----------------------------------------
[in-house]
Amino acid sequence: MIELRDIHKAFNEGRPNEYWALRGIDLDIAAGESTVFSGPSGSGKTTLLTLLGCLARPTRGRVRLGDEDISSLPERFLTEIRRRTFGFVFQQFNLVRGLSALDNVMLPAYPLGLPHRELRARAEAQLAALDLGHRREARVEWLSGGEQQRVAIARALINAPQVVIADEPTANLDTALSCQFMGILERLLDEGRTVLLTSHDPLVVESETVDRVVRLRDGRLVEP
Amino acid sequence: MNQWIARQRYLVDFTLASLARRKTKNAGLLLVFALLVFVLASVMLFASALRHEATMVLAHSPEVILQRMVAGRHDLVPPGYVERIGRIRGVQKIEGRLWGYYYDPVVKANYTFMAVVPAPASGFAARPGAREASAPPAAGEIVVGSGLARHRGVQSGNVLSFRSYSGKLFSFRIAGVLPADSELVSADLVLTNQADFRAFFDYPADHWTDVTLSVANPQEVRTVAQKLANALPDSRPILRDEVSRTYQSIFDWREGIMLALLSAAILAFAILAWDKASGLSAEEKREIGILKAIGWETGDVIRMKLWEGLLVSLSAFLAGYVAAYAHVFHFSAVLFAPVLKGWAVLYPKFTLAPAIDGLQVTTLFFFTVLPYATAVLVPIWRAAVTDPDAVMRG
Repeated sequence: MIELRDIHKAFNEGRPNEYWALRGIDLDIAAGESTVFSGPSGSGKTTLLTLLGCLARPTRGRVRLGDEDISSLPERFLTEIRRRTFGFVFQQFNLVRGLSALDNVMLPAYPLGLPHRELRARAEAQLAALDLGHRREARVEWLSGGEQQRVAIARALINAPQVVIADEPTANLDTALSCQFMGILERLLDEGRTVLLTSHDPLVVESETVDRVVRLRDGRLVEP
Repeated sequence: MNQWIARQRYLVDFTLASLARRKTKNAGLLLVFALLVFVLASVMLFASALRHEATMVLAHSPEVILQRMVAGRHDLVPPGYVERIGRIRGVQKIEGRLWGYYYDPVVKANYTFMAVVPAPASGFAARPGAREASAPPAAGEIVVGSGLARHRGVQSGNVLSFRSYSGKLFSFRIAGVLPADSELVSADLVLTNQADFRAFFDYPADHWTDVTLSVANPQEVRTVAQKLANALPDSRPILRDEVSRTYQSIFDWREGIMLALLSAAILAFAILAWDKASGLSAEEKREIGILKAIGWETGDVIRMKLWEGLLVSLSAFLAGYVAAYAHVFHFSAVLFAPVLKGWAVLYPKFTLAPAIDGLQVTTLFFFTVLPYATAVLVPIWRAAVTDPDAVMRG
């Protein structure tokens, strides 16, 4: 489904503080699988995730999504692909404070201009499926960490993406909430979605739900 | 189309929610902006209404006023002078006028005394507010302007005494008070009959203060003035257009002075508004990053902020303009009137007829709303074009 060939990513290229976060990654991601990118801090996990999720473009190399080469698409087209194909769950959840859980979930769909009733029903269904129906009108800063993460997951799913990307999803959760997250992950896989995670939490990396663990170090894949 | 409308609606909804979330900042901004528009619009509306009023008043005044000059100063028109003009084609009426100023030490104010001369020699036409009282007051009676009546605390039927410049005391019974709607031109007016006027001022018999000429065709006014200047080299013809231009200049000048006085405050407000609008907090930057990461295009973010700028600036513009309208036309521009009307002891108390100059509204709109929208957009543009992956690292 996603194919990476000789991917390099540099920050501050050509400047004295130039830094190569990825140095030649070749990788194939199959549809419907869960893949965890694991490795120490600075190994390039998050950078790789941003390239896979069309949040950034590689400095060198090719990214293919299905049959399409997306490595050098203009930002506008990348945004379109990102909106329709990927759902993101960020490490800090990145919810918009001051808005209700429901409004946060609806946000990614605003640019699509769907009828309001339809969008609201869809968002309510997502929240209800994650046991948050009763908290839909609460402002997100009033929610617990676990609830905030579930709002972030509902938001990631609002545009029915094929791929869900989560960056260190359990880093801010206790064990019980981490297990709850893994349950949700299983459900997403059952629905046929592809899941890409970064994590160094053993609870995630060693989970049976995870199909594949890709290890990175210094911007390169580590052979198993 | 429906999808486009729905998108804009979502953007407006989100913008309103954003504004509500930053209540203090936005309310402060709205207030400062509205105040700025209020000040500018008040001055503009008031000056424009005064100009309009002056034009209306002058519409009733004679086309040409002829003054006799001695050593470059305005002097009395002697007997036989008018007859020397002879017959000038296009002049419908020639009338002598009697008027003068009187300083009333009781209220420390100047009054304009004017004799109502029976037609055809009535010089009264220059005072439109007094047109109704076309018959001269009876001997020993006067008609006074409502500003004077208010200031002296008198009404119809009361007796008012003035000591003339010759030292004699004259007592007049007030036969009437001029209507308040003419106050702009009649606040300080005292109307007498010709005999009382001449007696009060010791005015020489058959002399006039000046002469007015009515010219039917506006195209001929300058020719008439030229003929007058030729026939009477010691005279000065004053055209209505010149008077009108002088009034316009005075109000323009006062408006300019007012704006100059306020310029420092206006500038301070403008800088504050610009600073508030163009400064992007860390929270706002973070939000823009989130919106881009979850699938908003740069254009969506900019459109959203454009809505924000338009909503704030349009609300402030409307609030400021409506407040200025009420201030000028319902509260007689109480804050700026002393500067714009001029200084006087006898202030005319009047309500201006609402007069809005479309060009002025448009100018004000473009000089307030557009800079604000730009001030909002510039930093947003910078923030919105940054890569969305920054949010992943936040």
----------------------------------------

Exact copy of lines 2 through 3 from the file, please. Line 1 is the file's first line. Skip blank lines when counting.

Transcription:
Amino acid sequence: MIELRDIHKAFNEGRPNEYWALRGIDLDIAAGESTVFSGPSGSGKTTLLTLLGCLARPTRGRVRLGDEDISSLPERFLTEIRRRTFGFVFQQFNLVRGLSALDNVMLPAYPLGLPHRELRARAEAQLAALDLGHRREARVEWLSGGEQQRVAIARALINAPQVVIADEPTANLDTALSCQFMGILERLLDEGRTVLLTSHDPLVVESETVDRVVRLRDGRLVEP
Amino acid sequence: MNQWIARQRYLVDFTLASLARRKTKNAGLLLVFALLVFVLASVMLFASALRHEATMVLAHSPEVILQRMVAGRHDLVPPGYVERIGRIRGVQKIEGRLWGYYYDPVVKANYTFMAVVPAPASGFAARPGAREASAPPAAGEIVVGSGLARHRGVQSGNVLSFRSYSGKLFSFRIAGVLPADSELVSADLVLTNQADFRAFFDYPADHWTDVTLSVANPQEVRTVAQKLANALPDSRPILRDEVSRTYQSIFDWREGIMLALLSAAILAFAILAWDKASGLSAEEKREIGILKAIGWETGDVIRMKLWEGLLVSLSAFLAGYVAAYAHVFHFSAVLFAPVLKGWAVLYPKFTLAPAIDGLQVTTLFFFTVLPYATAVLVPIWRAAVTDPDAVMRG